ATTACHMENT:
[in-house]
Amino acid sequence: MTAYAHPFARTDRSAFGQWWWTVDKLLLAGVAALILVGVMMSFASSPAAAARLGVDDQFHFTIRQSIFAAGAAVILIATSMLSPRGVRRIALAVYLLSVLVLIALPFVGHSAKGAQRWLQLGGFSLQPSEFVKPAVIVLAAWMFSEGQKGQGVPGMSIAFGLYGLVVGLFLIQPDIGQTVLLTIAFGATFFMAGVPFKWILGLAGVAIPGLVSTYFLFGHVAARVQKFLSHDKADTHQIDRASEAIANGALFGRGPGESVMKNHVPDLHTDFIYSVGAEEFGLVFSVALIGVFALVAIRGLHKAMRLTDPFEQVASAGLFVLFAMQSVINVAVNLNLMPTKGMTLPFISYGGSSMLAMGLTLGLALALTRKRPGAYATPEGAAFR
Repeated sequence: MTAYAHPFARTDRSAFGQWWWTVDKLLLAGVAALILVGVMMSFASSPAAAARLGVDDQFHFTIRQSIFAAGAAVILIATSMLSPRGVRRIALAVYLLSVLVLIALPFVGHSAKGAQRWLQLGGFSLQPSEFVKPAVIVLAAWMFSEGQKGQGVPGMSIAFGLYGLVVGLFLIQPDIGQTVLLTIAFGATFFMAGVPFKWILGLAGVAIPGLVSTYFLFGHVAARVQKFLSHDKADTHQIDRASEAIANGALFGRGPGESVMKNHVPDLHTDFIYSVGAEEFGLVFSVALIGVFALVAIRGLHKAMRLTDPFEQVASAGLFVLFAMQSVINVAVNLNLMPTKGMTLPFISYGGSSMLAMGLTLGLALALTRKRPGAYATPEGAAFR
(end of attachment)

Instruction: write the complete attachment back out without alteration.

[in-house]
Amino acid sequence: MTAYAHPFARTDRSAFGQWWWTVDKLLLAGVAALILVGVMMSFASSPAAAARLGVDDQFHFTIRQSIFAAGAAVILIATSMLSPRGVRRIALAVYLLSVLVLIALPFVGHSAKGAQRWLQLGGFSLQPSEFVKPAVIVLAAWMFSEGQKGQGVPGMSIAFGLYGLVVGLFLIQPDIGQTVLLTIAFGATFFMAGVPFKWILGLAGVAIPGLVSTYFLFGHVAARVQKFLSHDKADTHQIDRASEAIANGALFGRGPGESVMKNHVPDLHTDFIYSVGAEEFGLVFSVALIGVFALVAIRGLHKAMRLTDPFEQVASAGLFVLFAMQSVINVAVNLNLMPTKGMTLPFISYGGSSMLAMGLTLGLALALTRKRPGAYATPEGAAFR
Repeated sequence: MTAYAHPFARTDRSAFGQWWWTVDKLLLAGVAALILVGVMMSFASSPAAAARLGVDDQFHFTIRQSIFAAGAAVILIATSMLSPRGVRRIALAVYLLSVLVLIALPFVGHSAKGAQRWLQLGGFSLQPSEFVKPAVIVLAAWMFSEGQKGQGVPGMSIAFGLYGLVVGLFLIQPDIGQTVLLTIAFGATFFMAGVPFKWILGLAGVAIPGLVSTYFLFGHVAARVQKFLSHDKADTHQIDRASEAIANGALFGRGPGESVMKNHVPDLHTDFIYSVGAEEFGLVFSVALIGVFALVAIRGLHKAMRLTDPFEQVASAGLFVLFAMQSVINVAVNLNLMPTKGMTLPFISYGGSSMLAMGLTLGLALALTRKRPGAYATPEGAAFR